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Church restoring old train station in Pa.

November 20, 2006|by KATE S. ALEXANDER

GREENCASTLE, Pa. - For most of the week, the old rail station on the corner of Carlisle and Railroad streets in Greencastle appears as it has for decades, a vacant shell of the past. Once a hub of this small industrial town, the rail station no longer echoes with the whistles of incoming trains.

But for three days each week, the station comes alive, and the wood and brick resound with the rhythm of hammering and sawing.

For almost two months, Praying Time Ministries has been working to renovate the old building and make it the new site of its church.

Cloretta Grice, evangelist for Praying Time Ministries, said members of the church chose to renovate the building after learning that it needed to move from its present home next door to the rail station along Railroad Street in Greencastle.

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"We felt the Lord wanted us to stay in Greencastle," she said.

The church is renting the building with the option to buy and has taken on the burden of renovating the space itself.

"We hope to raise all the money through donations," Grice said.

No strangers to renovating buildings for ministry, Grice said the 25-member church began the process of moving its ministry next door after the borough rezoned the property this fall.

Walking up the old plank platform surrounding the building, church elder Carl Grice said the rail station is rumored to be more than 100 years old, but he has not yet verified its age.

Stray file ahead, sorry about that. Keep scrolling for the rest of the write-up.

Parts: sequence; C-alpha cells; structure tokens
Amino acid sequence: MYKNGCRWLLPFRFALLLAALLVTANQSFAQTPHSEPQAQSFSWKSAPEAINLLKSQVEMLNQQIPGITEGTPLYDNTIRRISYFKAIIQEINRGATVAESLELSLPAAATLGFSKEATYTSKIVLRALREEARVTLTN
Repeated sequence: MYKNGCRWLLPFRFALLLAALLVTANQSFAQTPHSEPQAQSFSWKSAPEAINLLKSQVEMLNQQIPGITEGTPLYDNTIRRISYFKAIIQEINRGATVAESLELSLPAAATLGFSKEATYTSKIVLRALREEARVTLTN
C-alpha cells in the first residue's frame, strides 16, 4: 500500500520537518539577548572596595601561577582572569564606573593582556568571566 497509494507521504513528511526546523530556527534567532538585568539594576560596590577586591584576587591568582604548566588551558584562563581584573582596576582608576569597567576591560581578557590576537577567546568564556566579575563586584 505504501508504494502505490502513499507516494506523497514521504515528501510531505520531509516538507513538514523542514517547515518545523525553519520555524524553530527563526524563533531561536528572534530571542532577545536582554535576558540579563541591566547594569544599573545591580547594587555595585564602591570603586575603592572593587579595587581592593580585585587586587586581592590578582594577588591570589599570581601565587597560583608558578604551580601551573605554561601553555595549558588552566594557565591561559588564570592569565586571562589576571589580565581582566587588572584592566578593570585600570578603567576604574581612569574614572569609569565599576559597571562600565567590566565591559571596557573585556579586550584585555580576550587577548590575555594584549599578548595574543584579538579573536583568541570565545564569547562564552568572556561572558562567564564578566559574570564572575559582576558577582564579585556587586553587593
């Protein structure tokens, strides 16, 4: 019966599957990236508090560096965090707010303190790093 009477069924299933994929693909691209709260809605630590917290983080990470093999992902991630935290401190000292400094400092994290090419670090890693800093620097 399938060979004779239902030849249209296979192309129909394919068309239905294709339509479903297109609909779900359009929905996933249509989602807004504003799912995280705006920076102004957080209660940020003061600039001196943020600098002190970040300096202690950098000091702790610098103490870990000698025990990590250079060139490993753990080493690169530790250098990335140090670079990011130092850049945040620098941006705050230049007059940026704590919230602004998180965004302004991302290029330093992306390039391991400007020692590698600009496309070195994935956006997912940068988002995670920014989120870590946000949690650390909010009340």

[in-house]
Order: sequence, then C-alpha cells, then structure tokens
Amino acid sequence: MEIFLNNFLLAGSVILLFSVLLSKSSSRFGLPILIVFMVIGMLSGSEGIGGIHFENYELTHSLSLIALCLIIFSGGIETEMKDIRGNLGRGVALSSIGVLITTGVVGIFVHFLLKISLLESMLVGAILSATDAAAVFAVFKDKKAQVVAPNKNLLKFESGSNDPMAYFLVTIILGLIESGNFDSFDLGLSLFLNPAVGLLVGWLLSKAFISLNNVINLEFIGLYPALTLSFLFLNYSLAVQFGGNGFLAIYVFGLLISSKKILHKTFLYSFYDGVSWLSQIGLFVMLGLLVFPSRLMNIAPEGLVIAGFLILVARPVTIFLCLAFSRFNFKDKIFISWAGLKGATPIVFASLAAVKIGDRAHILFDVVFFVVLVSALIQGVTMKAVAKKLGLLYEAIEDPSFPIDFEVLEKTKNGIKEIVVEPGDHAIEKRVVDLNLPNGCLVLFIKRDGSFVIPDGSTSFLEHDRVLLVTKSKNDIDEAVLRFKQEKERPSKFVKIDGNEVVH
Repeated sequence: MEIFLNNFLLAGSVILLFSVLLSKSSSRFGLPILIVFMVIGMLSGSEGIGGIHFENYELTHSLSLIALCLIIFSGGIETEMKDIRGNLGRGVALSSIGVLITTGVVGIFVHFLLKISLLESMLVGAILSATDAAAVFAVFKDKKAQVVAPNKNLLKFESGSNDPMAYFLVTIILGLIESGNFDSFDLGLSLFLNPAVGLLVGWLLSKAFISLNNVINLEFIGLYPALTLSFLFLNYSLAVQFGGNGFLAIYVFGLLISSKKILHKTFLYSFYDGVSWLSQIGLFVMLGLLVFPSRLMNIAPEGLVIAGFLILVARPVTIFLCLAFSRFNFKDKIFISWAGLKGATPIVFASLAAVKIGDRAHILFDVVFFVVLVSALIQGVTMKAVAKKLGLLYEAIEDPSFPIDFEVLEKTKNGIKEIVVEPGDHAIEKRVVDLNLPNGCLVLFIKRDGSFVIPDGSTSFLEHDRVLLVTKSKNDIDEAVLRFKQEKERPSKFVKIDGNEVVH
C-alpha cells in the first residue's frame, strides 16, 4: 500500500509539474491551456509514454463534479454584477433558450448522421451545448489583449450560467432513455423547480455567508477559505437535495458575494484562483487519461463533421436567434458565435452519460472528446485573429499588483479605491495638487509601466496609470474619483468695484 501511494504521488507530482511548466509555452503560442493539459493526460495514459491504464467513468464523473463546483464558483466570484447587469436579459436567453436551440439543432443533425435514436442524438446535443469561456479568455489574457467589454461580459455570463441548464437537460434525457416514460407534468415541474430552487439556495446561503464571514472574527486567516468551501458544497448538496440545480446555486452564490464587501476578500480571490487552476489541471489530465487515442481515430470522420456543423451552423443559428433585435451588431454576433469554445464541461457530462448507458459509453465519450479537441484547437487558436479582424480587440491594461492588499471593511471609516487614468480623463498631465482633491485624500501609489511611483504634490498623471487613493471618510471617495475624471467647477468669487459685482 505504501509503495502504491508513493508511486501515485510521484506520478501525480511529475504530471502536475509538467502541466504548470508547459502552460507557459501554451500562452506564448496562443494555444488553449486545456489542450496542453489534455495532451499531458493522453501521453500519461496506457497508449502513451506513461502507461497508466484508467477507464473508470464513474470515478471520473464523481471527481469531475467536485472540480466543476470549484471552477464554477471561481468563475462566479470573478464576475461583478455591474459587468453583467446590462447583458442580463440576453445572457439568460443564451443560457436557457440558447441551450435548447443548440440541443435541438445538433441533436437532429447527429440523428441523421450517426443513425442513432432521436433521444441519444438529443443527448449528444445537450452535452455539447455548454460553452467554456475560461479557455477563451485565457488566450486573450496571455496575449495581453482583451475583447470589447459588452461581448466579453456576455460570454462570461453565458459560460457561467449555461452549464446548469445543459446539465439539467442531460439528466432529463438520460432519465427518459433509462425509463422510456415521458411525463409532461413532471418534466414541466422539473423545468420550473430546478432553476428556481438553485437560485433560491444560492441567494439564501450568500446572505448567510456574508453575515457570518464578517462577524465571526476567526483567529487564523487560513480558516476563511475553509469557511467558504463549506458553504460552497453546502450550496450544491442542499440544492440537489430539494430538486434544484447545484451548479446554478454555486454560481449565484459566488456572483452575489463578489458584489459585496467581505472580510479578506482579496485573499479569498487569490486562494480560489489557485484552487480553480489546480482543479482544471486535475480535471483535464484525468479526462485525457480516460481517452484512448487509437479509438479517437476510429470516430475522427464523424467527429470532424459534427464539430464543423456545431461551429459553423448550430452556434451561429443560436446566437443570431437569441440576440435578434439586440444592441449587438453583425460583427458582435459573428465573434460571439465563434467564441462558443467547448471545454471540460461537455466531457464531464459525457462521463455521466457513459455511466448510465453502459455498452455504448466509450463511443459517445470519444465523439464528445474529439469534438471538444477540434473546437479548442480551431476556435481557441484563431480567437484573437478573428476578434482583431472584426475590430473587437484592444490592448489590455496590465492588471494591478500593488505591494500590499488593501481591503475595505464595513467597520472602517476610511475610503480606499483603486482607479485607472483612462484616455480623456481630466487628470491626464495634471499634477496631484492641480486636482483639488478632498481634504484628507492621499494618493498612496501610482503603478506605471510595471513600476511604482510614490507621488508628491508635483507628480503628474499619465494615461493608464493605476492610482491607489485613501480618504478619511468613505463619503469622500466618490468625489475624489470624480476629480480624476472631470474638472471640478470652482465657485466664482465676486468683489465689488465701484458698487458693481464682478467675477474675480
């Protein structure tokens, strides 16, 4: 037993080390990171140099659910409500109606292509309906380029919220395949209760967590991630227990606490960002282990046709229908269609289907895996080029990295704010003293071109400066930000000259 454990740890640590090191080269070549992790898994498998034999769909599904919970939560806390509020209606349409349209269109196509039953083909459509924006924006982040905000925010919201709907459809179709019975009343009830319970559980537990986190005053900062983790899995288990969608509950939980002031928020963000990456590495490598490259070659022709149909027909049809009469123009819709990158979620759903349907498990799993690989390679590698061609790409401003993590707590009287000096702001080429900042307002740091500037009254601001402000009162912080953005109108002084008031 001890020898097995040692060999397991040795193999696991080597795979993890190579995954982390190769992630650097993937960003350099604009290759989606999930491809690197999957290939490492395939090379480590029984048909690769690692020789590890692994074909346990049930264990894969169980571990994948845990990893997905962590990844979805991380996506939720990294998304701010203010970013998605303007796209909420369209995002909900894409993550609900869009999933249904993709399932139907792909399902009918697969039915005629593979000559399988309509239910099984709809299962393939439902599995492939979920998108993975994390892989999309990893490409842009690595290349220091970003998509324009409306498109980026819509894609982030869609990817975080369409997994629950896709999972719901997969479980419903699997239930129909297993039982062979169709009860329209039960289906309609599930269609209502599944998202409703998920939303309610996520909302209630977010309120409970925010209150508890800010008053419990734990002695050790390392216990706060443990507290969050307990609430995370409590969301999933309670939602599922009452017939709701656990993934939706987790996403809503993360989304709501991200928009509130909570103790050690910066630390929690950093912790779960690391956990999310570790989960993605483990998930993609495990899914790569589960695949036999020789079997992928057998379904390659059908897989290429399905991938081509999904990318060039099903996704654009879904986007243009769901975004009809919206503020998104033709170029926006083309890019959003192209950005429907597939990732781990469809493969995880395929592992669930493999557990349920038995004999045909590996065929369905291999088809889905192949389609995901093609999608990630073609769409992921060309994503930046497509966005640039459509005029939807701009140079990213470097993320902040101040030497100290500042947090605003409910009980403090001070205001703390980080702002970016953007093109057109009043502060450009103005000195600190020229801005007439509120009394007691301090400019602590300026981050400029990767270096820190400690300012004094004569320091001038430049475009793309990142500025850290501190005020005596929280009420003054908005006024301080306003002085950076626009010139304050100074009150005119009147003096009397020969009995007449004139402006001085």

Once complete, the church will be able to seat 150 in its sanctuary and have an entire floor of classrooms, Carl Grice said.

So far, with the help of Hector Arriaga and his business, Kyrios Punchout Service of Alexandria, Va., the interior walls have been reinforced and studs have been placed for the first-floor bathrooms.

Carl Grice said Arriaga and his crew are "a blessing" as they volunteer their time and labor to the project three days each week.

Arriaga, who learned of the Grices and their church through a mutual friend, said he has since come to love the Greencastle area.

"The people are very friendly," he said. "I am trying to get more jobs up here."

While Arriaga said his crew has made progress, he said even more is needed before the church can hold services in the building.

"We need $3,500 in plywood, 800 pieces of tile, copper and PVC piping, and three vanities just to finish the bathrooms," he said.

Cloretta Grice said the church is paying rent at both locations, and still holding weekly services and prayer meetings.

"We are a place everyone can come," she said. "Our hope with this project is to make the neighborhood aware that this place has been restored and they, too, can come here and be restored."

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